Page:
“I’m kind of a loner,” he says. “I don’t have a manifesto or any property in Montana. No Unabomber thing.”
As a kid growing up in New York, he would go into the laundry room, listen to the dryer and feel the warmth. When he was about 18, he realized where his fascination with “jungley, syncopated rhythms” came from.
“It was the air conditioner,” he said. “What is syncopation but steady rhythm and different accents? It’s amazing how mechanical things…those sounds are another kind of primality.”
As a teen, he would practice one note on the saxophone for months at a time.
“My parents sent me to a psychiatrist because they thought I was crazy,” he says. “No, I’m just into that note.”
After his jazz period, Berne moved to Belgium and drove himself to exhaustion, trying to squeeze the nebulae wheeling in his head through one saxophone, using new breathing techniques and fingering methods.
“I was hearing more music, something orchestral, something polyphonic and working stupid hard, tendonitis-ly hard, to play these…crazy virtuosic thing I tried to do on the saxophone.”
There were many European concerts, but the harder he worked, the less satisfied he was. An intense period of study on the tabla didn’t help.
“I did well with the mind aspect, but not with the finger aspect,” he says. “I took for granted the ability to express my ideas, but I realized that was never going to happen on the tabla.”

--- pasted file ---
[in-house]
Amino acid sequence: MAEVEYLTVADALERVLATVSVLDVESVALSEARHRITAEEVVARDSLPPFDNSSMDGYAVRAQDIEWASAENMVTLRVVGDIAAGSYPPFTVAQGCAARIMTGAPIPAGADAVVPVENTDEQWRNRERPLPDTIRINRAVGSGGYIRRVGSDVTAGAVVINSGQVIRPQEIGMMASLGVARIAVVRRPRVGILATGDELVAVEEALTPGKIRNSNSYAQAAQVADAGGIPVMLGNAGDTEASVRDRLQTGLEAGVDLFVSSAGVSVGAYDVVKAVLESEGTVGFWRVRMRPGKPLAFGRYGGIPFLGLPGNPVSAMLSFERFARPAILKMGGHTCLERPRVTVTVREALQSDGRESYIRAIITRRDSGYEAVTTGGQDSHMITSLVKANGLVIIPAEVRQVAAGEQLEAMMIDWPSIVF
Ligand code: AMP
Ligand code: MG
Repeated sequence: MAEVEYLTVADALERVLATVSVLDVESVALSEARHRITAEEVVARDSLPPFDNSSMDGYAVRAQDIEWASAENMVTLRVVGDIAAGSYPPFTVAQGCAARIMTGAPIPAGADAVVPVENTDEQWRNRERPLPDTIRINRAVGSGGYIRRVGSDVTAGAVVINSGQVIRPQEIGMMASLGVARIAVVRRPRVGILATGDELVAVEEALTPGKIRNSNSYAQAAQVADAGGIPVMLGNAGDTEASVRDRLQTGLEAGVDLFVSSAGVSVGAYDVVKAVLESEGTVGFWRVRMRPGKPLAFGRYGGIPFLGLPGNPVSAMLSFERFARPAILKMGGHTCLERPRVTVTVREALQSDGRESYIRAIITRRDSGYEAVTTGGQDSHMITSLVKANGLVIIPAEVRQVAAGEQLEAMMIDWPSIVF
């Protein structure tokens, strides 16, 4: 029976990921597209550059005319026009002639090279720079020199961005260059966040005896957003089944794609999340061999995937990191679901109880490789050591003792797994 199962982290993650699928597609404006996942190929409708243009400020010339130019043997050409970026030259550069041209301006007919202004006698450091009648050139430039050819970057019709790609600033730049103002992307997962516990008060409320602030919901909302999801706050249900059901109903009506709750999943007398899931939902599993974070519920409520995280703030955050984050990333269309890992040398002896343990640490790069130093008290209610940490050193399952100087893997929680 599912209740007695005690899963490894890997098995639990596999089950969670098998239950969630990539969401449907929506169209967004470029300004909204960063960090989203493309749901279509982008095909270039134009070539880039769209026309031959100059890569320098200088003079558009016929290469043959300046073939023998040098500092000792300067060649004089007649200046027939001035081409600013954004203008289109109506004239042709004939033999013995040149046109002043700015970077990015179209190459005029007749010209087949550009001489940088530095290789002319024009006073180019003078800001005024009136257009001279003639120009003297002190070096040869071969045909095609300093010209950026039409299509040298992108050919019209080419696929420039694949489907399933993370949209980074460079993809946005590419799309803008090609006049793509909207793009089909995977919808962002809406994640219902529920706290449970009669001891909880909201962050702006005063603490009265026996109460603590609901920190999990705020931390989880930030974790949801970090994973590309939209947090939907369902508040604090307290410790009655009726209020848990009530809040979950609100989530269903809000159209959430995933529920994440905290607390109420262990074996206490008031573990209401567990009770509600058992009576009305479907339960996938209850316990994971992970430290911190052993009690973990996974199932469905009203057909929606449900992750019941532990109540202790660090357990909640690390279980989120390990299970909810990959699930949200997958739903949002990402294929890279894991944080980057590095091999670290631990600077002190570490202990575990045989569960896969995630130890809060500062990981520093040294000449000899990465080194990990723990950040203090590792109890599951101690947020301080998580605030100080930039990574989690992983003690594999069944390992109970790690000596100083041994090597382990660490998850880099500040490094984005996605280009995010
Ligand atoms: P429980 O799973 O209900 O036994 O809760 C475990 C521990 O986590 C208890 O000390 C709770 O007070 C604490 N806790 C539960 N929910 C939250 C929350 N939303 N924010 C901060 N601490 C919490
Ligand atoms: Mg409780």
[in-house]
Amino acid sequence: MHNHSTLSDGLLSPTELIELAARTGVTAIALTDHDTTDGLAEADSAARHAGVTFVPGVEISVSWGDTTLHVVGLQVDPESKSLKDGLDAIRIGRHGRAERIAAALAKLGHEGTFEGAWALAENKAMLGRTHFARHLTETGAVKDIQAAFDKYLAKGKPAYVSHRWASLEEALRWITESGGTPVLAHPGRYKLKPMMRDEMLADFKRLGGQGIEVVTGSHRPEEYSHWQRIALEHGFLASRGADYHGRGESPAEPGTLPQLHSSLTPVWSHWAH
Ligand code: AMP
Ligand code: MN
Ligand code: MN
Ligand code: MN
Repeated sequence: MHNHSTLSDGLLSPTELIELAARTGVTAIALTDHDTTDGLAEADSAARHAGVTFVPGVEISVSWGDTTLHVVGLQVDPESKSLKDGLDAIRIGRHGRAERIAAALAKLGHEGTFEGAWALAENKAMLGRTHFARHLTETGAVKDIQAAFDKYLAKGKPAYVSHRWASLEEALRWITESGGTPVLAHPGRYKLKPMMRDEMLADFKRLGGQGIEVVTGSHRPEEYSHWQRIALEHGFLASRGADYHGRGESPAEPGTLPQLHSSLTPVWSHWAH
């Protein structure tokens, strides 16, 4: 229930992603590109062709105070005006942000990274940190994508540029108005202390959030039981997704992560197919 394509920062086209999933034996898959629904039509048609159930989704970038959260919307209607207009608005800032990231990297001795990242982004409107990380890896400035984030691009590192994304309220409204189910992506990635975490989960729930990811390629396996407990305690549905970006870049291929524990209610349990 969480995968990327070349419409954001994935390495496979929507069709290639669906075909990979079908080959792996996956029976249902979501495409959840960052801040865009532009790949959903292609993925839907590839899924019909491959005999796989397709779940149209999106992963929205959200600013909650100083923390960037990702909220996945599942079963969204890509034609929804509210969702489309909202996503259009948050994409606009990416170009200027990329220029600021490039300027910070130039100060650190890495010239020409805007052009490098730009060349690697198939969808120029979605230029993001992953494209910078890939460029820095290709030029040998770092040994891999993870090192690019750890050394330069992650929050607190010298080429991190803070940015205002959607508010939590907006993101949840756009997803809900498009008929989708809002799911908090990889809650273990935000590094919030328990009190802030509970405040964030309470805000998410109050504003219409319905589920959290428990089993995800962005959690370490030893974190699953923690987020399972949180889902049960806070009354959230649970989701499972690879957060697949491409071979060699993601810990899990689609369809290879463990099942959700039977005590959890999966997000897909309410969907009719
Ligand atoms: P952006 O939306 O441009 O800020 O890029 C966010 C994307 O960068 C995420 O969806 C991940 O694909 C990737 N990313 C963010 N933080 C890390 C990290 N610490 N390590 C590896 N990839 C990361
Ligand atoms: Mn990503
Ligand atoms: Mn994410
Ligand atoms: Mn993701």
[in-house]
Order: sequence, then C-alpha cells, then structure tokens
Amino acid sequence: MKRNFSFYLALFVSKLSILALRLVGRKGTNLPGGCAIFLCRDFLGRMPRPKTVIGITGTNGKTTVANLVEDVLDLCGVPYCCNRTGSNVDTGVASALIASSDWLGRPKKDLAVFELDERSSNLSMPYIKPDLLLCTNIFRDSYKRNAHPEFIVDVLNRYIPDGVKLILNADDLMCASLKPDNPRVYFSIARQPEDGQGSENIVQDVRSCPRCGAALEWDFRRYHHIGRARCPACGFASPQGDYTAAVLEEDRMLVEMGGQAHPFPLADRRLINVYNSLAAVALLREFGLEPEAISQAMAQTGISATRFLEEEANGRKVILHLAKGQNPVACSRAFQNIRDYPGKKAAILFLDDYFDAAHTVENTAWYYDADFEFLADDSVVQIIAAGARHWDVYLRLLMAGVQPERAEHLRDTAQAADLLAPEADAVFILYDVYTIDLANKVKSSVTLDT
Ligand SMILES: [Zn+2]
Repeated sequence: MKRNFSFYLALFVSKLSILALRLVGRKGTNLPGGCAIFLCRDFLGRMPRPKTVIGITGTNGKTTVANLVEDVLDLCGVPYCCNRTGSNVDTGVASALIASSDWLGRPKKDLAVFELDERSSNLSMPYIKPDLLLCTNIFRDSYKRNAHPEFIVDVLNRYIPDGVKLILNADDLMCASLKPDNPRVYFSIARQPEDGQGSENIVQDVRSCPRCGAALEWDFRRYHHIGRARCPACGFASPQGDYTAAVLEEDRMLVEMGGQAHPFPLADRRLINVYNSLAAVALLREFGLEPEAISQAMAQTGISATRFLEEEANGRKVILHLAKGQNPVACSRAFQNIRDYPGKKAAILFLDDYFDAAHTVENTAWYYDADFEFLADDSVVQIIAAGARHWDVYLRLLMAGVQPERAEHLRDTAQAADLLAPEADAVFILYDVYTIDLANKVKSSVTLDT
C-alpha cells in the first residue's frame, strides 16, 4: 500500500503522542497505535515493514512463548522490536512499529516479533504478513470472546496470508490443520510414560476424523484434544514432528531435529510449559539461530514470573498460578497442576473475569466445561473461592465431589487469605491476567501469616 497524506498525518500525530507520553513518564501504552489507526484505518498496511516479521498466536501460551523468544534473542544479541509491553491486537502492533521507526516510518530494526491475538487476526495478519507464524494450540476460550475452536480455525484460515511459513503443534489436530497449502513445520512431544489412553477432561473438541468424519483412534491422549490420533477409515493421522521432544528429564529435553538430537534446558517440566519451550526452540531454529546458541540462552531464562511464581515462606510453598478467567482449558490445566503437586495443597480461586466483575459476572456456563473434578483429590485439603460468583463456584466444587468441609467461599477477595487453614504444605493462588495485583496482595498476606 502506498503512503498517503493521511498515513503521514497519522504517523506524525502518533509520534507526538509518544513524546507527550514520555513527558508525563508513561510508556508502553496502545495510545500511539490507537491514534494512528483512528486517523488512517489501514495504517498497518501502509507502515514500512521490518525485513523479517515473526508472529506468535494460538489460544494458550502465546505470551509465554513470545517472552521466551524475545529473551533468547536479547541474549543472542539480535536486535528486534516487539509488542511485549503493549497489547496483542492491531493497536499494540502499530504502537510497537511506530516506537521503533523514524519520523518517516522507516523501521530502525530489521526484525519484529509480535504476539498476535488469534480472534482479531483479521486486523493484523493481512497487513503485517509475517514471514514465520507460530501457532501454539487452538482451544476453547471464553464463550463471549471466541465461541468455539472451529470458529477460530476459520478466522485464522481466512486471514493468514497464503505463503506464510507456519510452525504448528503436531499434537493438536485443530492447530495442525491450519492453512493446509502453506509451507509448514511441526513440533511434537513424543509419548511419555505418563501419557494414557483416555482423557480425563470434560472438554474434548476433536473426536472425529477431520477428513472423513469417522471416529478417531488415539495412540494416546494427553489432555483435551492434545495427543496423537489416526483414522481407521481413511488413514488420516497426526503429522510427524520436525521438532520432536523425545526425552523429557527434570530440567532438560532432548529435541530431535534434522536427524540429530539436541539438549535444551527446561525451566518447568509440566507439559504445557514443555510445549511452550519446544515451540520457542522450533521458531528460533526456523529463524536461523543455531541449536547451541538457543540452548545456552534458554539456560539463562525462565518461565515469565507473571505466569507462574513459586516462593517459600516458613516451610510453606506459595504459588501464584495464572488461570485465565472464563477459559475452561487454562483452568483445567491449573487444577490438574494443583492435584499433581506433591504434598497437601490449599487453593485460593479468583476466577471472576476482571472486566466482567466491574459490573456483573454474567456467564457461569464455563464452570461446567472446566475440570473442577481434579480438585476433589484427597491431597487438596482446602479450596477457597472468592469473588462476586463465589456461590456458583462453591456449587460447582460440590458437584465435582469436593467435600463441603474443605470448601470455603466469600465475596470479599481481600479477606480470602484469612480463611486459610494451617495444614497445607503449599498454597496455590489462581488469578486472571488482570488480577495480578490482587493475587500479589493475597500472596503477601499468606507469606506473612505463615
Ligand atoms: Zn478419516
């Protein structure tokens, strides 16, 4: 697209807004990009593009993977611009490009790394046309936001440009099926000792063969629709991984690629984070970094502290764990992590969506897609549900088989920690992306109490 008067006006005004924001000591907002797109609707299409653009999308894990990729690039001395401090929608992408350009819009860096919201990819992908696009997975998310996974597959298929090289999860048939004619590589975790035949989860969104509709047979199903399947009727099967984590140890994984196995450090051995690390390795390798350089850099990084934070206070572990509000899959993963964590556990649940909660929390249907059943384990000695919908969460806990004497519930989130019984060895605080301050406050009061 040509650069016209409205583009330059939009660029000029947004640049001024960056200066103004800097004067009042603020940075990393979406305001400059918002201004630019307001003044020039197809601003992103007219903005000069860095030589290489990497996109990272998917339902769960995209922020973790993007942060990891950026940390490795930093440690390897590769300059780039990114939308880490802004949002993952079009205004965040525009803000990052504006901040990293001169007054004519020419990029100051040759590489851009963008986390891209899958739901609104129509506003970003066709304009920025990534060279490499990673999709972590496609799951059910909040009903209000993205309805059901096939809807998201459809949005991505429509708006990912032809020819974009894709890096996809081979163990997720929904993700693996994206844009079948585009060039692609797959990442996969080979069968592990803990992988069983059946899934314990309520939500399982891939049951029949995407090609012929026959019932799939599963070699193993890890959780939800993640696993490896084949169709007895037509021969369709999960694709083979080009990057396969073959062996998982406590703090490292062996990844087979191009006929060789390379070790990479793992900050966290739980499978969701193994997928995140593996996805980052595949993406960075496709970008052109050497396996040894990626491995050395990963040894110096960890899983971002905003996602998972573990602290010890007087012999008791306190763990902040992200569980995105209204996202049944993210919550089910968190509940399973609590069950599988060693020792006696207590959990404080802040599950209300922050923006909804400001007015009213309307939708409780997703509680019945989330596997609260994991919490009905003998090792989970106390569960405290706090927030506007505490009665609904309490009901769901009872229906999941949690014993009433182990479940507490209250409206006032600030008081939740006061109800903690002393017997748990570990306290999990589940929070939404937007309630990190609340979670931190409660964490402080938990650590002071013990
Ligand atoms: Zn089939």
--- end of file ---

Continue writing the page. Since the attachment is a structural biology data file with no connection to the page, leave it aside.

He stopped performing from the mid-1990s to 2008, working instead in film production and visual arts, including a new form of painting that combined photo emulsion and acrylics.
But by 2007, music was bulging inside him.
“It was after New Year’s, I was in Italy,” he recalls. “I just woke up and said, wait, I’m going to die and not put down what I want to put down.”
He decided to do it all himself. He would go into the studio, set his own rules, build his own tools and wear his cerebral comb-over proudly.
He built his own hybrid instruments and began to layer the sounds in the studio.
Among the traditional instruments used on this set are tenor, alto and soprano sax, ocarina, Chinese bamboo flute, recorder, Irish whistle and conch shells.
Berne’s invented instruments, most of them bastard children of his unholy “flute envy,” heard here include the tridoulaphone (a flute/reed hybrid), a reeded slide trumpet, and a shakuhachophone, or hybrid of shakuhachi and saxophone.
“I wanted to play quiet,” he says. “That’s possible on the saxophone, but not easy, and limiting.”
The seagull in this play is Berne’s saduk, a hybrid of the saxophone and the heartbreaking, dove-like Armenian duduk.